Lawyer Andy Siegel, who led the opposition to the Dallas referendum, promised to file a suit to get the results of the beer and wine referendum overturned.
“The pro-wet folks simply failed to get enough qualified voter signatures on petitions to lawfully put this on the ballot,” Siegel wrote in an e-mail. Backers of the propositions said they had plenty of signatures.
And file suit they did, almost immediately after the election. The crux of the dispute:
In May, the group Progress Dallas turned in a petition to force the election. They needed 68,846 signatures to force the initiative onto a citywide ballot.
About 9 p.m. on June 23, the deadline for the Dallas city secretary to validate the signatures, City Secretary Deborah Watkins declared that the petitions contained “sufficient signatures to qualify as valid,” prompting the City Council to call the election. Watkins’ office had worked through that afternoon checking the signatures.
Watkins only later gave the actual number of valid signatures, which was 69,702. It was a number with much less breathing room than the pro-alcohol expansion forces had hoped for.
Meanwhile, Siegel has asserted the election was improperly called. He references the Texas election code, which says the city secretary is to certify to City Council “the number of qualified voters signing the petition,” not just the fact that there were enough.
The lawsuit contends that Watkins’ office failed to correctly certify the number of qualified voters who signed the petition. It also asserts that city officials failed to differentiate between the city as a whole and historically dry political subdivisions.
“By doing so, the City failed to count legal votes for an election to change the dry status previously elected by historic dry voting units,” the lawsuit alleges. “Moreover, the City Secretary and City Council unlawfully disenfranchised and prevented those qualified voters currently resign in historic dry voting units…”
Some other issues came up at a pretrial hearing:
Watkins took the stand Tuesday, and [plaintiff's attorney Leland] de la Garza questioned her about her office’s procedures for verifying the signatures. One subject of contention was whether her office verified whether the signatures were from “qualified” voters or “registered” voters.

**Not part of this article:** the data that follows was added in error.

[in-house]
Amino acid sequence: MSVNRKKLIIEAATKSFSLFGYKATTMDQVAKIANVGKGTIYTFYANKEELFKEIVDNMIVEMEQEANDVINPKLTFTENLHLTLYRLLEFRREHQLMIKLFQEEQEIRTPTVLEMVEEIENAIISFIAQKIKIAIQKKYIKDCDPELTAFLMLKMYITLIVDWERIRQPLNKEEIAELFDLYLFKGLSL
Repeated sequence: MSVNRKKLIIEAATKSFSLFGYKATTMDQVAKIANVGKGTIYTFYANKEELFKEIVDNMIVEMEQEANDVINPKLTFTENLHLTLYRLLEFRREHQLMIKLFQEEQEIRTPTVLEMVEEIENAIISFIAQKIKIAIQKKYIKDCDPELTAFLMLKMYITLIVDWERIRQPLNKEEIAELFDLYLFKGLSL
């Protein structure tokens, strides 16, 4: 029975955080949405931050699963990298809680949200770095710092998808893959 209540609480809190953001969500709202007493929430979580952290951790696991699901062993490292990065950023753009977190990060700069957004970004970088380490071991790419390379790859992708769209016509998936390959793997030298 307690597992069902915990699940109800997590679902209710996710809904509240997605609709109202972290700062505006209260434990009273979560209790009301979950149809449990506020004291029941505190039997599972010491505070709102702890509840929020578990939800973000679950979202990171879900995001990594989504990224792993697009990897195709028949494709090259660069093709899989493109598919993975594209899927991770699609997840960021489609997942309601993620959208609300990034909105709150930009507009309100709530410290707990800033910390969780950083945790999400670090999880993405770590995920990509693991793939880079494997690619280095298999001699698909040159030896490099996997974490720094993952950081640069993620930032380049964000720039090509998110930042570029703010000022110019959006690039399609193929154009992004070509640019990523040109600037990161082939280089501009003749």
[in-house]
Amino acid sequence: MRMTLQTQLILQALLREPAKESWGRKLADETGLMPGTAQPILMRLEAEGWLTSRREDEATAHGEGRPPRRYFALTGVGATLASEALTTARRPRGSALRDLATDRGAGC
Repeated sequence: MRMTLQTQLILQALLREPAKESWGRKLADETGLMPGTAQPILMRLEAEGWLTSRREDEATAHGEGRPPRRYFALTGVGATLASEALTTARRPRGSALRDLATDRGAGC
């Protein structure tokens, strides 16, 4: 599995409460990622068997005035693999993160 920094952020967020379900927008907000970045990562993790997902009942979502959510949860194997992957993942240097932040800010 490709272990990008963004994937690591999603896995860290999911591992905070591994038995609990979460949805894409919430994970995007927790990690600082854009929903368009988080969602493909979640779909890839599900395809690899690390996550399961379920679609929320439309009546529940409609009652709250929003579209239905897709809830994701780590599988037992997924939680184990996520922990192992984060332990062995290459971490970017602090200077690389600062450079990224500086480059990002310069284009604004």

De la Garza argued that the law makes important distinctions between the two. Watkins saw it differently.
“They mean the same to me,” she said.
After declining to halt the issue of permits for alcohol sales that are now legal under the referendum, the judge set a date for trial.
Fannin County District Judge Laurine Blake, who has been specially appointed to preside over the case, set it for Sept. 12.
The judge also boiled the case down to the debate over whether Dallas City Secretary Deborah Watkins’ office properly verified and counted the signatures on the petition that forced the election. City attorneys had been trying to get that part of the case thrown out on jurisdictional grounds before trial, but capitulated that fight this morning by withdrawing their plea.
“That was a surprise,” one of the attorneys fighting the election, Leland de la Garza, said after the hearing.
The judge did give city attorneys one victory, agreeing as they had contended that she not have authority to hear another issue, whether the election disenfranchised historically dry political subdivisions such as Preston Hollow.
As someone who would have voted for that proposition had I lived in Dallas, I’m rooting for the city to prevail. I’m also very interested in that question of “qualified” versus “registered” voters, which I could see potentially having a big effect on future referenda. Any lawyers out there want to weigh in on this?